A day after the UK targeted a further 370 individuals and oligarchs with sanctions over their links to the Kremlin, Ms Truss made it clear there “would need to be a reckoning with all the people who supported Putin…including Abramovich”.
“Clearly Ukraine has already been devastated…we’ve seen the appalling scenes in the cities across Ukraine and there will need to be discussions about how the rebuilding is paid for,” Ms Truss told Sky News.
“I’m not going to speculate on what happens in the future, but we need to see those who contributed to this appalling war suffer the consequences as I’m afraid the people of Ukraine have suffered the consequences.
“Even if the war was to end and I fear we are not near the end. Huge devastation has been caused, lives have been lost as a result of this war.”
Asked directly if the UK was looking at using oligarchs’ assets frozen under sanctions, she replied: “We are not ruling anything out at this stage.”
The UK’s new wave of sanctions imposed on Tuesday took the total number of sanctions on individuals and entities since the Russian invasion on February 24 to more than 1000. In total 51 oligarchs and members of their families have been targeted by Britain, freezing their assets and imposing travel bans. The Government estimates the combined wealth of all those sanctioned is £145billion.
The wave of sanctions, which was accompanied by a fourth tranche of sanctions from the EU, followed the passing of a new Economic Crime Act which will make it easier for the UK to target those sanctioned by western allies. It will also create a new overseas property register to ensure the true owners of expensive property assets in the UK are declared.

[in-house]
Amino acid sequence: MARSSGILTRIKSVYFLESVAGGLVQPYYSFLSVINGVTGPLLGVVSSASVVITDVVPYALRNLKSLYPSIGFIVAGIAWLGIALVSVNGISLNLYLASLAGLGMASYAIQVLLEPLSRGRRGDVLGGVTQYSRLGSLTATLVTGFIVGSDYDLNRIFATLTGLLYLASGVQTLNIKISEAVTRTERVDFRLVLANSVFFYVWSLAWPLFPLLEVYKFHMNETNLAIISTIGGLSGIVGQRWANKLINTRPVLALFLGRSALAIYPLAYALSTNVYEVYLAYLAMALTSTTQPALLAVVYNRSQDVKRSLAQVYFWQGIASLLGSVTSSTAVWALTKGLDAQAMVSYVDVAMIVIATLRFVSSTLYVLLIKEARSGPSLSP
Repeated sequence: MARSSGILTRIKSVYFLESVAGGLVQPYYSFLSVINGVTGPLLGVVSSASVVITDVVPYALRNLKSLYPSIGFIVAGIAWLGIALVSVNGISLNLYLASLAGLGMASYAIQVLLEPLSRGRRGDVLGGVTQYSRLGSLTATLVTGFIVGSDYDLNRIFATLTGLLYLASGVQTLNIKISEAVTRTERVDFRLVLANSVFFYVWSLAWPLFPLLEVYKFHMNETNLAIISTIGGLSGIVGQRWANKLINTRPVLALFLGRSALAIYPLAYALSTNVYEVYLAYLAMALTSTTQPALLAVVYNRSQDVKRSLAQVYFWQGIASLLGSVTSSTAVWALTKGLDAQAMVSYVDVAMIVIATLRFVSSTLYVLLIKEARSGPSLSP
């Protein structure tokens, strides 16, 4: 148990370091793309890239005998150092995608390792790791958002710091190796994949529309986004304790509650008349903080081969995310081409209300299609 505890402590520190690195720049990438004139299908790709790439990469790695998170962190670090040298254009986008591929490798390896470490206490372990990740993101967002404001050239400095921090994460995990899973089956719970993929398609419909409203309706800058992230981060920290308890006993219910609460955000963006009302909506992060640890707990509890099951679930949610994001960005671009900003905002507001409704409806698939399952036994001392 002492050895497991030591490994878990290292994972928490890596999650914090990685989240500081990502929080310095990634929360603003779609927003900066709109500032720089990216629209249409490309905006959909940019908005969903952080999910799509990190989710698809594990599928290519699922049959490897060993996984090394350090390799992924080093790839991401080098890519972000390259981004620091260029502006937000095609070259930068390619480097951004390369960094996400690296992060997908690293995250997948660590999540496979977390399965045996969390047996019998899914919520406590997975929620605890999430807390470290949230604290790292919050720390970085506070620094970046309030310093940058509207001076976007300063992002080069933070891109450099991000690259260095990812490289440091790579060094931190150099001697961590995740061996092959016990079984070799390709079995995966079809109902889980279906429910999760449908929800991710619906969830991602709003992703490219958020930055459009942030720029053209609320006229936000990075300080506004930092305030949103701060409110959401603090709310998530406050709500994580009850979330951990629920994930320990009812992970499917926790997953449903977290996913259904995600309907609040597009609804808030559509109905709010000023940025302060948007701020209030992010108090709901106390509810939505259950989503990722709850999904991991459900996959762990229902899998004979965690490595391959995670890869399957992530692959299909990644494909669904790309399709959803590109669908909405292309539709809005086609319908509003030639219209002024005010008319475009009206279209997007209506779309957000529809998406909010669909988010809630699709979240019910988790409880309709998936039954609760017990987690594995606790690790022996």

Ms Truss vowed there would be more sanctions from the UK in he future as Britain ratchets up the pressure on the Russian economy, which she said was already having a “debilitating effect”.
Russia is due to make two interest payments worth $117m on its government debt in dollars later on Wednesday.
Although Russia has said it will make the payments as usual it has said sanctions may prevent it from doing so, triggering fears that it could default on its debt for the first time since 1998. It would also be the first default on foreign-currency debt since the Russian Revolution in 1917.
“There will be more sanctions to come,” Ms Truss said. “More sanctions on individuals, we’ve got more individuals on our list, more companies and more sanctions collectively with our allies on the oil and gas industry as well as encouraging them to impose more sanctions.”
She added that she would like to see the EU, which has only imposed sanctions on three Russian banks, target more financial institutions, and urged all 141 members of the United Nations who voted against Russia at the United Nations General Assembly to now follow through with sanctions.